Making electronics is one of the most exciting, versatile and profitable hobbies in the 21st century. It combines the ingenuity, resourcefulness and artistic expressions in a myriad of fun and unique ways. The maker movement is an international, multi-generational technological subculture which celebrates the creation of innovative hardware and builds a community around it. Maker parties, workshops and social gatherings are regularly organized, bringing together like-minded enthusiasts who share a common vision on how to make things better. The maker subculture is an open source technology-based subculture which intersects strongly with hardware-oriented aspects of the hacker culture and encourages the production of unique and original devices and tinkering with old ones.
The maker movement is a loosely defined term, which refers to anyone creating something original, as well as sharing it with others. It’s an attitude that inspires and motivates people to think differently about everything. It’s not enough to be a creator. A maker has to be an artist; someone who can see the beauty in making. They have an interest in art, design, computers, photography, fashion, technology, and many other areas, and can generally use their talents in any number of different ways.
The making of things becomes a hobby for many people. The tools they use range from simple instruments like hammers and screwdrivers to complex, professional-looking industrial tools. Maker hardware and gadgets are designed to last, making them very economical and reliable. There are many kinds of makers; some are strictly amateurs who enjoy making things from things found at home or in local stores; others are professional hackers who design and build cutting-edge hardware and tools; and still others are highly proficient manufacturers and retailers of high quality products. No matter how they make their tools, the tools they produce are highly marketable in the third world market.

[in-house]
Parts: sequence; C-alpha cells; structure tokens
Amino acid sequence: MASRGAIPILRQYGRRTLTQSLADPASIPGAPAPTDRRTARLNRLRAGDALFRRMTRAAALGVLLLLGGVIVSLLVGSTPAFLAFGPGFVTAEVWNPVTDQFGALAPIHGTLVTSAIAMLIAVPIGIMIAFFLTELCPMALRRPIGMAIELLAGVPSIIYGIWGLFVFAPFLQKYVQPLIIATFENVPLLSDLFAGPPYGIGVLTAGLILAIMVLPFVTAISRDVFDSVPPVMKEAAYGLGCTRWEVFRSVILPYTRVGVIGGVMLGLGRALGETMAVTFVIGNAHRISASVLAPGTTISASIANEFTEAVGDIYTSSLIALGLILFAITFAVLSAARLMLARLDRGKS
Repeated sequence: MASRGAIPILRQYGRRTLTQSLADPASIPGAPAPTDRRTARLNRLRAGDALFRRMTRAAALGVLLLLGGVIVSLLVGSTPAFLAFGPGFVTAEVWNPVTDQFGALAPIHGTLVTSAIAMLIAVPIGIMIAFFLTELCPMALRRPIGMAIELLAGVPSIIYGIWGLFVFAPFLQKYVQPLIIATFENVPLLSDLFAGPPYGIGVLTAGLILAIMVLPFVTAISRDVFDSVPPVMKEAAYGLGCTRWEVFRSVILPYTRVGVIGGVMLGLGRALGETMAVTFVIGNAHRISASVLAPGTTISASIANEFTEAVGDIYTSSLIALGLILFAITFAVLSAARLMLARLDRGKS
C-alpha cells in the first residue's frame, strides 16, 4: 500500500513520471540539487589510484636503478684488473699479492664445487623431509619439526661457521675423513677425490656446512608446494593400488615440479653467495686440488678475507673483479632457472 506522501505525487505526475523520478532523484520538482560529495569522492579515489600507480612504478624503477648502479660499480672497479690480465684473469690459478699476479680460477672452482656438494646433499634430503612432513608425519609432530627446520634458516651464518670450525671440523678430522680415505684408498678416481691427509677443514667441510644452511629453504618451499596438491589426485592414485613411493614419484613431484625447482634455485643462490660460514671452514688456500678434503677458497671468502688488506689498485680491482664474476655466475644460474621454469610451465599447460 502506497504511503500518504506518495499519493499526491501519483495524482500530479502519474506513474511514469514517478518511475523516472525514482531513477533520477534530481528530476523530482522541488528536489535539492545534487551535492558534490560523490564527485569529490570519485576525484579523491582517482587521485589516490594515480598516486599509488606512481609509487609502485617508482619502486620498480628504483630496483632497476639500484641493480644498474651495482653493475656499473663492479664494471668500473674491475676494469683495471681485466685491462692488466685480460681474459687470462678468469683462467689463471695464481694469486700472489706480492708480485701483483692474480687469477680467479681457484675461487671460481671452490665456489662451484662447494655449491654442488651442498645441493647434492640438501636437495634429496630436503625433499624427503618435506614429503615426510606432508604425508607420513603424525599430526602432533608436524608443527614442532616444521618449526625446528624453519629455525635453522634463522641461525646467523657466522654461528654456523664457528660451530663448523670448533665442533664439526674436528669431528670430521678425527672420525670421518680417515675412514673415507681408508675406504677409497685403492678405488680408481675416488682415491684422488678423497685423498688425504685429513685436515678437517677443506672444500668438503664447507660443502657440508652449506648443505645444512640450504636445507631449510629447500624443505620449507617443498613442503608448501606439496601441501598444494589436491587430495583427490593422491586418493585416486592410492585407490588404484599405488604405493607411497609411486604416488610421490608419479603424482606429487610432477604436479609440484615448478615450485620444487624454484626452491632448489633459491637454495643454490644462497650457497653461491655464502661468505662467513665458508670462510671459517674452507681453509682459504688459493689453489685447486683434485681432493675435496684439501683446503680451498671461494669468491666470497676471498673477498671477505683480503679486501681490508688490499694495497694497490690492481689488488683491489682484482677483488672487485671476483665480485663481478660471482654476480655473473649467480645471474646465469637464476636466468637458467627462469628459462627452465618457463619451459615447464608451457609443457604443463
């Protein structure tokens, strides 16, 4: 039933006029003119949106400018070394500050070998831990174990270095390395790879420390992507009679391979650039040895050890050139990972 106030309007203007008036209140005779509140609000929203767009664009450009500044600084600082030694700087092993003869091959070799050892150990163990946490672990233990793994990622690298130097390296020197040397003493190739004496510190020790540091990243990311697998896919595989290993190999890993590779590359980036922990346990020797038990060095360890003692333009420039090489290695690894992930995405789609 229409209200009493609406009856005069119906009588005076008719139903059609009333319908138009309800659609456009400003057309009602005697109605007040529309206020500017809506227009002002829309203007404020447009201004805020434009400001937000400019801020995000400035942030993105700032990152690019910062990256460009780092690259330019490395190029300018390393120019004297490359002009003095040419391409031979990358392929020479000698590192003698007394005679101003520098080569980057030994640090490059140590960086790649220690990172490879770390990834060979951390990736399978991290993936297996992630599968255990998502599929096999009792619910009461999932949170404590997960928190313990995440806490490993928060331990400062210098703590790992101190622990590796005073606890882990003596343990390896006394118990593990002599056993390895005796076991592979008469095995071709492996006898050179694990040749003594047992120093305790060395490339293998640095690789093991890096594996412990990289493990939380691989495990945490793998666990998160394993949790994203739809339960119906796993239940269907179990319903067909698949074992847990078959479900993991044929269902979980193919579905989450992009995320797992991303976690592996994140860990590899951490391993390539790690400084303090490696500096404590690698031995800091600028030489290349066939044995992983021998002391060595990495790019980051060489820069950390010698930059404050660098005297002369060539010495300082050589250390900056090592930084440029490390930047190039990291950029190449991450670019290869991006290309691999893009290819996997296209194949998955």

Maker media and businesses flourish in part because the world always has room for new inventions and new products. Innovation is crucial for the future of any culture and business. As long as there are humans, there will be invention and progress. Innovation is the lifeblood of the maker; just as water keeps a dry land alive, innovation keeps the world alive and well.
Selling in the third world, like making things, requires ingenuity and marketing. In emerging markets, particularly emerging markets like China, where things are often produced for pennies, the market must be marketed aggressively. Otherwise, makers and retailers may find themselves left behind in their home country. The best way to do this is to be accessible, to offer unique and sometimes difficult-to-find products.
If you are thinking of starting a home business, consider making your own hardware or tools. Do it part-time; see what happens. You might surprise yourself. Innovation has always been vital for the human race, and it will continue to be as long as there are humans.